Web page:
If ever a country were synonymous with putting on the Ritz, then it would have to be France. Over the years, she’s produced so many cutting-edge designers – Agnès B, Coco Chanel, Jean Paul Gaultier, Yves Saint Laurent, Louis Vuitton – that the essential vocabulary of the fashion industry is practically written in the native language: à la mode, avant-garde, boutique, chic, décolletage, haute couture and even the downmarket pret-a-porter. With such a distinguished heritage, it’s not exactly astonishing that women who wear bikinis would have to walk around in the buff if it wasn’t for the French – because they invented them, as well as coming up with denim clothing and polo shirts.

Tour De France AdobeStock

Tour De France AdobeStock


This is a cycling uber-marathon like no other, typically over 3,500km (over 2,200 miles) and lasting three weeks. Initiated in 1903, the race consists of around twenty teams of nine riders with one particular individual as their principle contender for the title. Competitors maintain a blistering pace along the roads, mostly in the idyllic countryside of France (and occasionally other nations), in daily stages. Since the mid-1970s the event has concluded on the Champs-Élysées in Paris. There, the general classification winner, by virtue of having the lowest overall time, is presented with the maillot jaune (the Yellow Jersey).

Frogs legs Cuisses de grenouilles (cuisineactuelle.fr)

Frogs legs Cuisses de grenouilles (cuisineactuelle.fr)


The idea of doing a runner instead of the meal in front of me hopping into yonder occurred to me the first time this delicacy was plonked on my plate. However, as I savoured the unique taste – mine came with garlic – it was easy to understand why the French have been tucking into cuisses de grenouille regularly for over 500 years. This traditional dish, which is particularly found in the Dombes region of southeastern France, is the cheeky reason why individuals from that country are known as the Frogs.


Nothing beats hurtling down a fluffy powder of entrancing whiteness with the sun at your back and the wind coursing through your hair. That’s what’s in store on the snow-covered, iconic mountain landscapes that define France’s numerous cosmopolitan ski resorts. Luxurious retreats like Chamonix, Méribel and Val d’Isère offer the opportunity to do various invigorating activities (dog sledding, paragliding, snowboarding, tobogganing), which mean even though it’s freeze-the-bollocks-off-an-Eskimo cold, one is always the epitome of cool. Surely that amounts to a “piste de resistance”?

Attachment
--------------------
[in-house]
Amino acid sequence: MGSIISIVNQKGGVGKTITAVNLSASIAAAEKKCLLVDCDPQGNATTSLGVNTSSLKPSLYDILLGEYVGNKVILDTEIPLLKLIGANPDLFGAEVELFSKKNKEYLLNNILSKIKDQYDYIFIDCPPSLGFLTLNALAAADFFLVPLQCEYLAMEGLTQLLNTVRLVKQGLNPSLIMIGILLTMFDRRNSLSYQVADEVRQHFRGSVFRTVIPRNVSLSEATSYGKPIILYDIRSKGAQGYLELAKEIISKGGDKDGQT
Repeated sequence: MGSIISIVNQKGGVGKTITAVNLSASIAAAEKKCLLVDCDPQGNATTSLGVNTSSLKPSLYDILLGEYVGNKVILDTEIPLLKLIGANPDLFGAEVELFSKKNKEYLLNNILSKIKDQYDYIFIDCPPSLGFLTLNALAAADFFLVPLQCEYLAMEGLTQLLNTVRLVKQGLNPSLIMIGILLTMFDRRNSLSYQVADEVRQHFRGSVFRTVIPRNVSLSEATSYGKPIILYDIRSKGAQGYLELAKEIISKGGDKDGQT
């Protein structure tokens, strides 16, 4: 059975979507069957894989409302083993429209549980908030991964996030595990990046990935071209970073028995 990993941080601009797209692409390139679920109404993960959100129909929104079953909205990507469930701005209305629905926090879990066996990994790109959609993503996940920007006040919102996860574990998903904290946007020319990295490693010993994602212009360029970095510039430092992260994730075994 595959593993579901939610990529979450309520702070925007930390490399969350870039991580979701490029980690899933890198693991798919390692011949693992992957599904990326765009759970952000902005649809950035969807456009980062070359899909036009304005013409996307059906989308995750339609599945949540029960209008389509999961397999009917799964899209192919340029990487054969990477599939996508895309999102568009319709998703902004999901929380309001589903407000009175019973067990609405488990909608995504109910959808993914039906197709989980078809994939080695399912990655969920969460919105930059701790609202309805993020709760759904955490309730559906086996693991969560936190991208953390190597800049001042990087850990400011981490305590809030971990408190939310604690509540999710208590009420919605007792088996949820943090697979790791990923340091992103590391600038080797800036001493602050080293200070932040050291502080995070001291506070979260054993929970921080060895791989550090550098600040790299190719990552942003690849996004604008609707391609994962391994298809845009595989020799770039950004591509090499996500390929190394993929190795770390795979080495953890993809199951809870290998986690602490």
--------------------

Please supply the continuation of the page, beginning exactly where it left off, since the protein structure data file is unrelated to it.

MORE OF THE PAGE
Even though her first appearance on celluloid was as a schoolgirl in Les Collègiennes (1957) when she was only 13, it was Catherine Deneuve’s consummate performance in the musical The Umbrellas Of Cherbourg (1964) that made her famous. Born in Paris in 1943, the scion of an acting family (her mother, father and sisters were all in the profession), star turns in Repulsion (1965) and Belle de Jour (1967) resulted in leading-lady status. Since then, this double César Award winner’s understated beauty and air of mystery have been evident in such gems as The Last Metro (1980), Indochine (1992), and 8 Women (2002).

The Somme Trench (shutterstock)

The Somme Trench (shutterstock)


This month marks the centenary of the beginning of one of the bloodiest battles in the Great War, the Somme Offensive (1 July until 18 November 1916). It involved Allied forces – on this occasion, primarily the Brits, French and their colonies’ troops – being camped in trenches on one side of the eponymous river in Picardy (northern France). Their opponents, German Empire combatants, were holed-up in similar defences on the other. Due to a variety of factors – inadequate planning, ineffective shelling, disease – the Allied plan of capturing the enemy positions was a catastrophic failure, leading to over 419,000 United Kingdom and Commonwealth casualties (including 23,000 Australians). Today, if you want to pay tribute to these brave men who, in many cases, had their hearts and souls obliterated by the cold steel of machine gun fire, it’s possible to visit. Expect to be moved, intrigued and horrified in equal measure by cemeteries, monuments, museums, mine craters and trenches.



Co-founded by Joseph Oller and Charles Zidler in 1889 in the midst of La Belle Époque, this glamorous Parisian nightclub is the perfect spot to see people legs akimbo. Why? Because it’s the spiritual birthplace of the modern version of the frilly knickered can-can. Although most renowned for cabaret, the Moulin Rouge’s programme has extended to kabuki, operettas and galas, and it’s hosted a who’s who of performers: Elton John, Frank Sinatra and Ray Charles. The venue has a red windmill – the literal translation of its name – on its roof, complementing snazzy, colourful interiors.

More: The French Tourist Board